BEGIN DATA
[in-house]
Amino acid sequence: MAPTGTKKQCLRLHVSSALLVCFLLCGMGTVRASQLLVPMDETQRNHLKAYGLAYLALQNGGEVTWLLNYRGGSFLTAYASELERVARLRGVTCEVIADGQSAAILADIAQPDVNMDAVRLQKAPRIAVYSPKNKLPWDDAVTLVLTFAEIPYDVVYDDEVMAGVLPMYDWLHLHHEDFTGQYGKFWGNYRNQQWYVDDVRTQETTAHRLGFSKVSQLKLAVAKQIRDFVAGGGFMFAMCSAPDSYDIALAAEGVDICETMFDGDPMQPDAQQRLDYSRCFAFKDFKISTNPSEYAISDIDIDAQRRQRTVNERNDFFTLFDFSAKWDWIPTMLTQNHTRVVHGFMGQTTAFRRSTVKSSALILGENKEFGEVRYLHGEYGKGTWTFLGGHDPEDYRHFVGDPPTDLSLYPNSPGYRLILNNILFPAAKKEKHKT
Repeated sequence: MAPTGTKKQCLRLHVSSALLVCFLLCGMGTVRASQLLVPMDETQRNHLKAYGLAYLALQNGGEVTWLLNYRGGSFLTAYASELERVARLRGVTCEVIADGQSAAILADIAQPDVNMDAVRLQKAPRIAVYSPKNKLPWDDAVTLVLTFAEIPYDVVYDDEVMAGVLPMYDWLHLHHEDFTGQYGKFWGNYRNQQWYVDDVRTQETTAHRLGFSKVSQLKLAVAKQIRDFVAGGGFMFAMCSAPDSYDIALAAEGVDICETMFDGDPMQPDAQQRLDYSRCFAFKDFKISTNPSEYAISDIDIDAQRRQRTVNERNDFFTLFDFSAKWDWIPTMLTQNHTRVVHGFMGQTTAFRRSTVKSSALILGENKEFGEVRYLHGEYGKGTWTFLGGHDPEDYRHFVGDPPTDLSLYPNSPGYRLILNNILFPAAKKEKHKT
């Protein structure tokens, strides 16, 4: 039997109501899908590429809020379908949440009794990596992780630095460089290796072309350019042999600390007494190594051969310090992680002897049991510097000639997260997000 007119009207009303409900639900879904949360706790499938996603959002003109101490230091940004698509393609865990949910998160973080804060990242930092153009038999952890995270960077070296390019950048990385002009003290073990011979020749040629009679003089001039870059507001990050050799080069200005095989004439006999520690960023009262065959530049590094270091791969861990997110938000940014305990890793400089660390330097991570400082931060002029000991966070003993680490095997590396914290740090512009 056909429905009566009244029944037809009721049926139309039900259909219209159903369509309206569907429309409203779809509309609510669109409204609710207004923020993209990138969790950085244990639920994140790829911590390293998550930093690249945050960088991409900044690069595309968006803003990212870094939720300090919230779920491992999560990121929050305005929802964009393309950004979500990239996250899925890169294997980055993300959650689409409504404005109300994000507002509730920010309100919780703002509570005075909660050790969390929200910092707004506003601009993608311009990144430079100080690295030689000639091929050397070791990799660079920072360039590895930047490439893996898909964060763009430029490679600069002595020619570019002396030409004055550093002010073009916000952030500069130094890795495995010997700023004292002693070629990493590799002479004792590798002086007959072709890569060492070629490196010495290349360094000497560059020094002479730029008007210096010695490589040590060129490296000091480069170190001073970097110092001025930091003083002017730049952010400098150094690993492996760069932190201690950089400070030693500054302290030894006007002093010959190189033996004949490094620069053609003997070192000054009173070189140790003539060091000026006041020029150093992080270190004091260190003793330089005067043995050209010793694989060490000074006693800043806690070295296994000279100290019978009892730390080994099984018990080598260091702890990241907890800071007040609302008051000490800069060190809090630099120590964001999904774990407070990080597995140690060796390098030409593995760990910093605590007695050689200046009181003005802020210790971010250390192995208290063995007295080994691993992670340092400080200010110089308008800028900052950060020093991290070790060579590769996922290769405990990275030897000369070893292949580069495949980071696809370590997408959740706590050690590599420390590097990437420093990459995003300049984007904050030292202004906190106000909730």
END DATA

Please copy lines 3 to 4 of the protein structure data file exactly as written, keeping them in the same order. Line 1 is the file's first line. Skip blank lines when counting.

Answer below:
Repeated sequence: MAPTGTKKQCLRLHVSSALLVCFLLCGMGTVRASQLLVPMDETQRNHLKAYGLAYLALQNGGEVTWLLNYRGGSFLTAYASELERVARLRGVTCEVIADGQSAAILADIAQPDVNMDAVRLQKAPRIAVYSPKNKLPWDDAVTLVLTFAEIPYDVVYDDEVMAGVLPMYDWLHLHHEDFTGQYGKFWGNYRNQQWYVDDVRTQETTAHRLGFSKVSQLKLAVAKQIRDFVAGGGFMFAMCSAPDSYDIALAAEGVDICETMFDGDPMQPDAQQRLDYSRCFAFKDFKISTNPSEYAISDIDIDAQRRQRTVNERNDFFTLFDFSAKWDWIPTMLTQNHTRVVHGFMGQTTAFRRSTVKSSALILGENKEFGEVRYLHGEYGKGTWTFLGGHDPEDYRHFVGDPPTDLSLYPNSPGYRLILNNILFPAAKKEKHKT
């Protein structure tokens, strides 16, 4: 039997109501899908590429809020379908949440009794990596992780630095460089290796072309350019042999600390007494190594051969310090992680002897049991510097000639997260997000 007119009207009303409900639900879904949360706790499938996603959002003109101490230091940004698509393609865990949910998160973080804060990242930092153009038999952890995270960077070296390019950048990385002009003290073990011979020749040629009679003089001039870059507001990050050799080069200005095989004439006999520690960023009262065959530049590094270091791969861990997110938000940014305990890793400089660390330097991570400082931060002029000991966070003993680490095997590396914290740090512009 056909429905009566009244029944037809009721049926139309039900259909219209159903369509309206569907429309409203779809509309609510669109409204609710207004923020993209990138969790950085244990639920994140790829911590390293998550930093690249945050960088991409900044690069595309968006803003990212870094939720300090919230779920491992999560990121929050305005929802964009393309950004979500990239996250899925890169294997980055993300959650689409409504404005109300994000507002509730920010309100919780703002509570005075909660050790969390929200910092707004506003601009993608311009990144430079100080690295030689000639091929050397070791990799660079920072360039590895930047490439893996898909964060763009430029490679600069002595020619570019002396030409004055550093002010073009916000952030500069130094890795495995010997700023004292002693070629990493590799002479004792590798002086007959072709890569060492070629490196010495290349360094000497560059020094002479730029008007210096010695490589040590060129490296000091480069170190001073970097110092001025930091003083002017730049952010400098150094690993492996760069932190201690950089400070030693500054302290030894006007002093010959190189033996004949490094620069053609003997070192000054009173070189140790003539060091000026006041020029150093992080270190004091260190003793330089005067043995050209010793694989060490000074006693800043806690070295296994000279100290019978009892730390080994099984018990080598260091702890990241907890800071007040609302008051000490800069060190809090630099120590964001999904774990407070990080597995140690060796390098030409593995760990910093605590007695050689200046009181003005802020210790971010250390192995208290063995007295080994691993992670340092400080200010110089308008800028900052950060020093991290070790060579590769996922290769405990990275030897000369070893292949580069495949980071696809370590997408959740706590050690590599420390590097990437420093990459995003300049984007904050030292202004906190106000909730």